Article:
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51 minutes ago, Mal said:

I guess, but I wouldn't describe that as constitutional litigation. 

What? We do constitutional litigation frequently. There are probably more constitutional cases out of crim than any other area.

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7 hours ago, Mal said:

I guess, but I wouldn't describe that as constitutional litigation. 

Echoing Providence - criminal law regularly has charter challenges. My firm currently has a few cases on the go.

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It's absolutely true that criminal law involves a lot of constitutional litigation - based around specific sections of the Charter and fairly narrow other issues. Some practitioners and firms never take on these cases or quite frankly don't know how to do them properly. Some shine at it. But it's also true this generally isn't what anyone means who isn't already practicing criminal law when they say "constitutional litigation" in a sentence. What someone tends to mean is that they hope to litigate broadly and generally across Canada's foundational body of law, and argue about how it should be changed or interpreted and applied differently. And quite frankly, for good reason, there are very few lawyers doing this. That's simply because there aren't many clients or situations where the cost of such litigation can be supported, and in cases where it does happen they obviously want the best. Note that it isn't uncommon for the larger firms to take on files such as this pro bono either, to give junior lawyers in the firm an opportunity to litigate. I was discussing one such situation with a colleague yesterday.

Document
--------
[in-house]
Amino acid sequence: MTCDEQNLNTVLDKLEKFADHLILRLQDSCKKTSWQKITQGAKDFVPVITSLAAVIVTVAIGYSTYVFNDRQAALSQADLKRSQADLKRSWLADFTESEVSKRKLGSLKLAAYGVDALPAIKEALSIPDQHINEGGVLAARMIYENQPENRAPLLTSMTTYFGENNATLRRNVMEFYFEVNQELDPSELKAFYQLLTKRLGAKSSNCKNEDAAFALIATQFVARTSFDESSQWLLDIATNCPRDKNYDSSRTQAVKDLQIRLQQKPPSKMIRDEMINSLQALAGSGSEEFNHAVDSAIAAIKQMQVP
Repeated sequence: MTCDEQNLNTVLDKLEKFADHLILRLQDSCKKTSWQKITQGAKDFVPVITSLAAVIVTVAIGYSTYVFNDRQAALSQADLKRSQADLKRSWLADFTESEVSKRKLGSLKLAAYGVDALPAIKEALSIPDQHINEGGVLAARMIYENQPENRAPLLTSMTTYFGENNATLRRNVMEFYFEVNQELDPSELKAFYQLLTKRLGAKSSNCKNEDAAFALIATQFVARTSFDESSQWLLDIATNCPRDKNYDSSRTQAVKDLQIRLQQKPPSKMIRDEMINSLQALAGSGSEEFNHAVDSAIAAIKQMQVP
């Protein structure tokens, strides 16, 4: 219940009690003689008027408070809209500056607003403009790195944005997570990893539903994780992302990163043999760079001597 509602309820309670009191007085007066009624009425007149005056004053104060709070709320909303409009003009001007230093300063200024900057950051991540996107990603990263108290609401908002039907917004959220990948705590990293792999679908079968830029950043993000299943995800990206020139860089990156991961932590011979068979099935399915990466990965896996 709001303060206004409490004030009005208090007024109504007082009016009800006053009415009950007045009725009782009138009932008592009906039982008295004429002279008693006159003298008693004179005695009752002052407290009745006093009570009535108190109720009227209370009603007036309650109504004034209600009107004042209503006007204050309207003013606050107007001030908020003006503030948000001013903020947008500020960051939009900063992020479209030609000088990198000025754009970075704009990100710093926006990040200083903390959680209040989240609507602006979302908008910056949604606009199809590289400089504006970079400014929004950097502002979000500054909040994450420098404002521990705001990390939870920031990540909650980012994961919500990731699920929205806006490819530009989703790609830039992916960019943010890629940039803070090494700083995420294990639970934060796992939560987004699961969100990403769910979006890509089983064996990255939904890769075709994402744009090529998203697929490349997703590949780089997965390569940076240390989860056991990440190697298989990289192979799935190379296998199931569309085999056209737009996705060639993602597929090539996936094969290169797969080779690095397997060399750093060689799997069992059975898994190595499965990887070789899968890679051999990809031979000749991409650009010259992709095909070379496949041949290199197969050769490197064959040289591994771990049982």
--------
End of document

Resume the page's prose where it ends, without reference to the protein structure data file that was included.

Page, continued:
The main point I'm making is, it's fine to be interested in the constitution. And it's fine to want to litigate. But I'd advise anyone who wants a job and isn't some kind of natural superstar to try to broaden their interest outside of only messing with the operating code of our nation. Otherwise, you're like the average student in med school who insists you are only interested in neurosurgery.

Anyway, good luck.

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Well I’d say challenging a mandatory minimum sentence, or the new reverse disclosure provisions, or the new “drinking alcohol within two hours of driving” law IS arguing how the foundational body of law should be changed or interpreted and applied differently. Seaboyer, Bedford, Nur, Lloyd etc all came out of criminal law, and we’re about to see the next generation of criminal constitutional law now. 

 

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26 minutes ago, providence said:

drinking alcohol within two hours of driving

What did I miss? Feel free to PM so we don't derail this thread

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33 minutes ago, providence said:

Well I’d say challenging a mandatory minimum sentence, or the new reverse disclosure provisions, or the new “drinking alcohol within two hours of driving” law IS arguing how the foundational body of law should be changed or interpreted and applied differently. Seaboyer, Bedford, Nur, Lloyd etc all came out of criminal law, and we’re about to see the next generation of criminal constitutional law now. 

 

Can we just agree that however you care to describe the work that you do (and that I do also, let's recall) it isn't what the OP wants to do, and his primarily concern right now isn't learning about how cool criminal defence is.